Jacket by Nike (Vintage)
“Lately it seems like the dicks have been winning,” contends Max Joseph in the first installment of his short film series, Charismatic Thinker. An installment which is entitled…well…Dicks.
In a sense, Max has made a career out of interacting with dicks, garnering international notoriety as Nev Schulman’s silver fox sidekick and cameraman on MTV’s Catfish, a reality docu-series which investigates online relationships and exposes the deception that can often accompany them. In case catfish is still a noun and not yet a verb in your lexicon, the meaning is to lure into a relationship via a fabricated online persona. Inspired by Shulman’s personal journey through the perils of catfish victimization (about which he made a full-length documentary before spinning the concept into episodic gold for MTV), Nev and Max travel the country shedding light on a phenomenon that— whether it’s symptomatic of postmodernity, metamodernism, or the post-digital revolution—is undeniably specific to this historical moment of cyber obsession and the ensuing alienation of humanity. Max and Nev have certainly encountered their fair share of dicks as they vigilantly expose the pitfalls of virtual relationships. But Catfish is now in its 6th season, and Max is ready to turn his lens on a varied set of philosophical issues. First up is the study of an entirely different kind of dick.
The trailer for Charismatic Thinker reveals that the project germinated when Max was approached by social media platform, Vero, to make a series of short films where he would have complete creative control. If Dicks is any indication, this control trickles all the way down to the final timestamp. The runtime of Dicks, 34 minutes and 50 seconds to be exact, is exceedingly long for a film hosted on this type of platform. However, Dicks is impressively short given its breadth. Delving into a multifarious discourse on the nature of leadership—a topic so immense that many scholars have spent a lifetime examining it—and condensing his exploration into a video brief enough to capture the disturbingly short attention span of social media is no easy feat. “It was hard to get this down to 35 minutes,” Max admits. “And 35 minutes for an internet film is still long. If you told me, ‘I’m going to send you a link to something that’s 35 minutes’ I’d be like, ‘I’m never going to watch that’. I was sure that it wasn’t going to be a viable running time but it has been and that’s very encouraging in terms of maintaining this format.”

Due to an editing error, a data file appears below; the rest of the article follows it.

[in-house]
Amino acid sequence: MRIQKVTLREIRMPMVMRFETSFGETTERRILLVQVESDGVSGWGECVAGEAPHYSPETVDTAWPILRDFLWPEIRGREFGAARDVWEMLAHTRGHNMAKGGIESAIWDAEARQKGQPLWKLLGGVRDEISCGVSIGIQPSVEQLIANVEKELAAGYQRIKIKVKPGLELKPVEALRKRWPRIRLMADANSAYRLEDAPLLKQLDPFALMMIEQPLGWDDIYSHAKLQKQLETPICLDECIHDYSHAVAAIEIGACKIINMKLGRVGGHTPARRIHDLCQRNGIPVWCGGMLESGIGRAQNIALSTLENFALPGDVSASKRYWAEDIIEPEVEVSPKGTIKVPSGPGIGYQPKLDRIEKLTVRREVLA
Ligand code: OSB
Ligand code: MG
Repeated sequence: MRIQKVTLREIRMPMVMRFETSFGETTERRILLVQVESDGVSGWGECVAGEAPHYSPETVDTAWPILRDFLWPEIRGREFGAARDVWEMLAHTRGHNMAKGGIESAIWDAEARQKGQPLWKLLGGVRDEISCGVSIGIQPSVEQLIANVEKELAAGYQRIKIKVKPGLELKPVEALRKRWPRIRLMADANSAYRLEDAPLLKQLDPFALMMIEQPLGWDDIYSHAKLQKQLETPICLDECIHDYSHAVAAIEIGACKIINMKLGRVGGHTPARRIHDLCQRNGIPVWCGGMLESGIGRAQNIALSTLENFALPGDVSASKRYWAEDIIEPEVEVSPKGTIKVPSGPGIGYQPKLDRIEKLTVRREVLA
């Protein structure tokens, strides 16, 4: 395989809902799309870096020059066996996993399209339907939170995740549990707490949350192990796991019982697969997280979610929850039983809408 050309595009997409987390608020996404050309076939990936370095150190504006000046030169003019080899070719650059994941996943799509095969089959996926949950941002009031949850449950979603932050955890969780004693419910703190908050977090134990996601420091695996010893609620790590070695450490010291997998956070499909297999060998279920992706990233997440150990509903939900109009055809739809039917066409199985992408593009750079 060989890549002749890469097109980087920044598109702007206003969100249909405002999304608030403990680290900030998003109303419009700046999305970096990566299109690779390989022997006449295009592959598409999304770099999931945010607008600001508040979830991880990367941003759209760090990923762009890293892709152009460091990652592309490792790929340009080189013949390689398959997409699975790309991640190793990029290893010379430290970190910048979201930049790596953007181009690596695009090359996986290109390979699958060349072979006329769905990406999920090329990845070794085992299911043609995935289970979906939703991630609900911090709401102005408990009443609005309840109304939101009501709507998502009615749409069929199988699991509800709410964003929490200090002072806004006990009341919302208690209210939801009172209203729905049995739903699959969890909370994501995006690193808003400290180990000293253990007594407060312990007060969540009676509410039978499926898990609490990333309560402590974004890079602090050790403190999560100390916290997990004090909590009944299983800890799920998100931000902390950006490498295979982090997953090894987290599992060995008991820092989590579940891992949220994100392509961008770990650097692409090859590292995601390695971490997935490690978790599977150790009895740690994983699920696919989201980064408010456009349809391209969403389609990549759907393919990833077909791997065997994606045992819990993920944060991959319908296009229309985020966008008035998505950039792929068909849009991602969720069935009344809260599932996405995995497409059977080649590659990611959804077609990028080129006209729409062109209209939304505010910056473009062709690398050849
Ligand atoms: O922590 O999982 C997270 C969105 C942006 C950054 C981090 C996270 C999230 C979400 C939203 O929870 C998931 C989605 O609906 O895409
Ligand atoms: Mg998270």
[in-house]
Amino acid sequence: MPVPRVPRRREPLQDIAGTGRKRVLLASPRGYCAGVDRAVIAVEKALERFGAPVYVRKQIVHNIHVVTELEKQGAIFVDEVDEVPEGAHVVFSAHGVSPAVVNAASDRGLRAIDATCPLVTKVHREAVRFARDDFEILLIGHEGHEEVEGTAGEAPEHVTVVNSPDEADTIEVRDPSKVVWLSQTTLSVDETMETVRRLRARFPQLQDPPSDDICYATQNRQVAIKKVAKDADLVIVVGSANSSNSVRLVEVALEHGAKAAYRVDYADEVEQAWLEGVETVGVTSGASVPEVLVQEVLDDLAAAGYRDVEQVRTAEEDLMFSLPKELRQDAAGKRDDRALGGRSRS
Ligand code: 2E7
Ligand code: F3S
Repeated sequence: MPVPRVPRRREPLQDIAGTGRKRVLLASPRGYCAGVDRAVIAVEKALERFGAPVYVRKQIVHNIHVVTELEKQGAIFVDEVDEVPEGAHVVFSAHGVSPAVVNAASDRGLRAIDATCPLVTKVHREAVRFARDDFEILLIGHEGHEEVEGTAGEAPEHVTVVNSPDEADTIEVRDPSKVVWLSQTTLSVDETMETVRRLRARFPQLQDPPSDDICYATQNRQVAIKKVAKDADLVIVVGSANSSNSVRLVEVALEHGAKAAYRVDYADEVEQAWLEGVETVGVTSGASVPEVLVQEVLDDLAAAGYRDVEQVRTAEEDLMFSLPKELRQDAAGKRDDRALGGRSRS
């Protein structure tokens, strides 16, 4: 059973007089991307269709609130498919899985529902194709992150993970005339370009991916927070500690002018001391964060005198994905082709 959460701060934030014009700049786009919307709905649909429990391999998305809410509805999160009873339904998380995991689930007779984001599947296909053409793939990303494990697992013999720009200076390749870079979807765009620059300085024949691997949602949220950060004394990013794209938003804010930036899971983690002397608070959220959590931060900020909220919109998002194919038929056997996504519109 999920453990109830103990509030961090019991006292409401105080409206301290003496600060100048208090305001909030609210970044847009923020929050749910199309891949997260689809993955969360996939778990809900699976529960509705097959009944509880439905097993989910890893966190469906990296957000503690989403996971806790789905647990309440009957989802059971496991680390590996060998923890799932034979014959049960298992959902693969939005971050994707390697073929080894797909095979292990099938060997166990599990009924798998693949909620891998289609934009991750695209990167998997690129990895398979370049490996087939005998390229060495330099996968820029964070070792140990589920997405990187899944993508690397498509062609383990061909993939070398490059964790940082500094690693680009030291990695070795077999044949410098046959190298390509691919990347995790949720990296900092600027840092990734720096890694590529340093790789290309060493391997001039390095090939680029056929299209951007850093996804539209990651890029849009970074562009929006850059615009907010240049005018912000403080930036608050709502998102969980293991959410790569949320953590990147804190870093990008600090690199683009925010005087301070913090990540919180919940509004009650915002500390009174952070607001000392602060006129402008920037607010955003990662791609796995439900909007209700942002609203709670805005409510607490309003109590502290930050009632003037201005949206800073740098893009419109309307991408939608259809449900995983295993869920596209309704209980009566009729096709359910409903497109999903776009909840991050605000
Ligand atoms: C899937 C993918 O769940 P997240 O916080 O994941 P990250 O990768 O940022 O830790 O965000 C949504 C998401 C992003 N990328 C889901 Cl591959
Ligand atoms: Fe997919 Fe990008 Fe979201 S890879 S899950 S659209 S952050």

Perhaps one of the reasons this unconventional format has been successful thus far is because Charismatic Thinker was conceived for an unconventional platform. Vero, marketed as “true social,” allows the sharing of photos, locations, movies, links, and books, but without many adverse elements of the pre-existing social media realm, most notably targeted advertisements and and a deluge of haters. “That’s what I like about Vero,” Max reflects. “When I post something like Dicks in which I say the word ‘pussy’ and I say the word ‘dick’, it would be easy for people to find something to be offended by and then build a case against me. On Vero you’re releasing it in a community of people who get it…and weren’t out to hunt me for that one quote that they could take out of context and shame me with.” To be fair, Vero has nowhere near the number of users that dominating social media platforms do, and as the numbers grow, it may very well yield more instances of unbridled hate. But for right now, it would appear that this is a supportive space for genuine lovers of creative content—pure and simple. Oversharing, oppressive political correctness, public shaming, and conventional run-times be damned.
The central question Max poses in Dicks: Does an individual need to be a dick (or an asshole, or a tyrant) in order to be an effective leader? Specifically located in the framework of Max’s personal experience as a feature film director (during which time he notices on set that “people responded…more when I was snappy, tired, or moody”), he interviews other seasoned directors and industry comrades, as well as experts in the field of leadership who give insight from psychological, sociological, and anthropological perspectives with the goal of, as he puts it, “reconciling the phenomenon of dickdom.” And as though distilling thousands of pages and decades worth of research into 35 minutes isn’t enough of an undertaking, Max incorporates a narrative which drives the piece and is a tangible example of the kind of dickishness with which he toils, and that is his quest to schedule an interview with actor-turned-blockbuster-director Peter Berg. Berg leads Max on a wild goose chase as only a quintessential “dick” could, but eventually does sit down with him after an odyssey of Homeric proportions.
Jacket by Stephen F, Hoodie + Pants by Community 54, T-Shirt by Adidas (Vintage), Shoes by Nike
Blazer by Stephen F
Blazer by Thom Browne, Jacket by Nike (Vintage), Pants by Community 54